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A Holistic Approach to Develop a Modern High Power Density Diesel Engine to Meet Best-in-class NVH levels.
ISSN: 0148-7191, e-ISSN: 2688-3627
To be published on April 14, 2020 by SAE International in United States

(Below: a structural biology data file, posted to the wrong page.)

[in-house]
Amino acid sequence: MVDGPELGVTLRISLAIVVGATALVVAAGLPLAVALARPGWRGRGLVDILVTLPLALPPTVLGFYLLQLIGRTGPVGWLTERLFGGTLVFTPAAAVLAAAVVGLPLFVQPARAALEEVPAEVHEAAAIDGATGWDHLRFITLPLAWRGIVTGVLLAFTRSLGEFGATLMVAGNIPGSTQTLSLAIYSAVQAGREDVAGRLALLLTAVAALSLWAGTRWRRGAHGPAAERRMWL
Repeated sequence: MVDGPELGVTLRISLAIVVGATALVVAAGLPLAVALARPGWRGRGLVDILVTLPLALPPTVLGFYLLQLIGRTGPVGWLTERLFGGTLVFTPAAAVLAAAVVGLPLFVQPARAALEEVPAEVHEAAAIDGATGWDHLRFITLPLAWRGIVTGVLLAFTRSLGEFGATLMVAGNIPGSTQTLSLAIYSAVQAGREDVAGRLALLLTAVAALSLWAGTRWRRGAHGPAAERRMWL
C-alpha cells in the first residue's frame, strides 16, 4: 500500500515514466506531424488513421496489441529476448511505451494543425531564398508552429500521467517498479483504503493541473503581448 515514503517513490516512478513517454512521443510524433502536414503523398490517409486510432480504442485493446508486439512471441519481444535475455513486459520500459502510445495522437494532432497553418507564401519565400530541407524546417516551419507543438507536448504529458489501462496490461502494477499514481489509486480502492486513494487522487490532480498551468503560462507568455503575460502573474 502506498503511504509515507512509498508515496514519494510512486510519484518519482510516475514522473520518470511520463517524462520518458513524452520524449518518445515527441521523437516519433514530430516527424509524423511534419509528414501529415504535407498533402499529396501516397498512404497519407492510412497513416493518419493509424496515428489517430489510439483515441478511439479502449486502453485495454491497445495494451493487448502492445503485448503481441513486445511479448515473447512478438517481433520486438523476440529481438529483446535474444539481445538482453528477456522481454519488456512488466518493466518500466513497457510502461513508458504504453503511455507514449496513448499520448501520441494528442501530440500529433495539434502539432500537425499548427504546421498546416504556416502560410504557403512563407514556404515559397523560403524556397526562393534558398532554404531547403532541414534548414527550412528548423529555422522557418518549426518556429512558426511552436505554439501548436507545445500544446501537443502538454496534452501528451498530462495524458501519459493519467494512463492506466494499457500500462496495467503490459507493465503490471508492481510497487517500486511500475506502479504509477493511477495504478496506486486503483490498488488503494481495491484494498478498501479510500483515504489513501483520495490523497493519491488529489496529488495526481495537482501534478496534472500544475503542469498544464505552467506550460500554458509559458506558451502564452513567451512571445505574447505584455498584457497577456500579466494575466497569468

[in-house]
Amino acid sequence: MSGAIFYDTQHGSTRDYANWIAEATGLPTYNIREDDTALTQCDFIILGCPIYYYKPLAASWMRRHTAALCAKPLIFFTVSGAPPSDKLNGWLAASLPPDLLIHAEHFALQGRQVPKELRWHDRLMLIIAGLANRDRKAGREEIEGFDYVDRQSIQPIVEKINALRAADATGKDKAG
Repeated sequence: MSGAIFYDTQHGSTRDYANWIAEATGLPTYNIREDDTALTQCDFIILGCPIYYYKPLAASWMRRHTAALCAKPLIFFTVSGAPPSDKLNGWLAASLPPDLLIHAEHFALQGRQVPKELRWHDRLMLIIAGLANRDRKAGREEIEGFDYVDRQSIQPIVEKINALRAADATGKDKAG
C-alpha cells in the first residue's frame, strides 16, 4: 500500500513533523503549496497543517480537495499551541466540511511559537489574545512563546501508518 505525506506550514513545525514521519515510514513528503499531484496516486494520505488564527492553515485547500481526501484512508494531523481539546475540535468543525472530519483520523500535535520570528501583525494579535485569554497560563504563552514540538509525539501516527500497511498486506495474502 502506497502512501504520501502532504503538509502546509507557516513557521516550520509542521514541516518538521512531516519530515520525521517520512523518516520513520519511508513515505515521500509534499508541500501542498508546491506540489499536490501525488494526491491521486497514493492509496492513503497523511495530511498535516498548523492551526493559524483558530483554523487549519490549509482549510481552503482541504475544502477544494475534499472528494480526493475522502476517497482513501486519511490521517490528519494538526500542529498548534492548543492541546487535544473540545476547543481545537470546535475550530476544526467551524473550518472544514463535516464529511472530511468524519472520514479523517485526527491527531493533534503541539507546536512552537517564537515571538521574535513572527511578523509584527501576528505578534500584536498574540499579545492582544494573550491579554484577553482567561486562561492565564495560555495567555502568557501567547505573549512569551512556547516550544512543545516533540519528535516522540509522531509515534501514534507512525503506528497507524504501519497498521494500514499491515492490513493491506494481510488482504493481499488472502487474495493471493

The ever-increasing customer expectations put a lot of pressure on car manufacturers to constantly reduce the noise, vibration and harshness (NVH) levels. This papers presents the holistic approach used to achieve best-in-class NVH levels in a modern high-power density 1.5 lit 4 cylinder diesel engine. The base engine architecture was designed with NVH reduction features such as crank-offset, cast iron crankcase, stiffened ladder frame, structural oil pan and front cover. Piston skirt profile was optimized to reduce the slapping noise by carefully studying the secondary motion and skirt contact pressure. The plastic parts such as cylinder head cover and intake manifold were designed with closely spaced ribs and high wall thickness. Natural frequency targets for different parts were set for the entire engine at component level and system level and confirmed through simulations. High frequency acoustic simulation was carried out to identify and improve the areas of high surface velocity. "Acoustic holography" technology was extensively used to identify the areas of high noise radiation in the running engine. Based on the measurements, it was identified that the timing gear drive (intake camshaft to exhaust camshaft) is a major source of noise due to the heavy rattle noise. The resultant broadband frequency air-borne noise was found to be acting as a major contributor for the 1m engine noise measured in a semi-anechoic engine dynamometer. The timing gear noise could be significantly reduced by introducing a spring-loaded scissor gear assembly. Moreover, the measurements revealed that the crank pulley and fuel injection pump (FIP) are the next big contributors for the overall engine noise. Hence, an acoustic damper cover with isolated mounting scheme and a close-field acoustic FIP cover were introduced to improve the NVH. As a result, the average (left, right, front and top) 1m engine noise of the engine was measured to be 64 dB(A) could be achieved. The results are considered to be the best-in-class based on the extensive benchmark data collected. The paper gives an overall insight about the design, simulation, measurement and development approach followed to achieve extremely low NVH levels.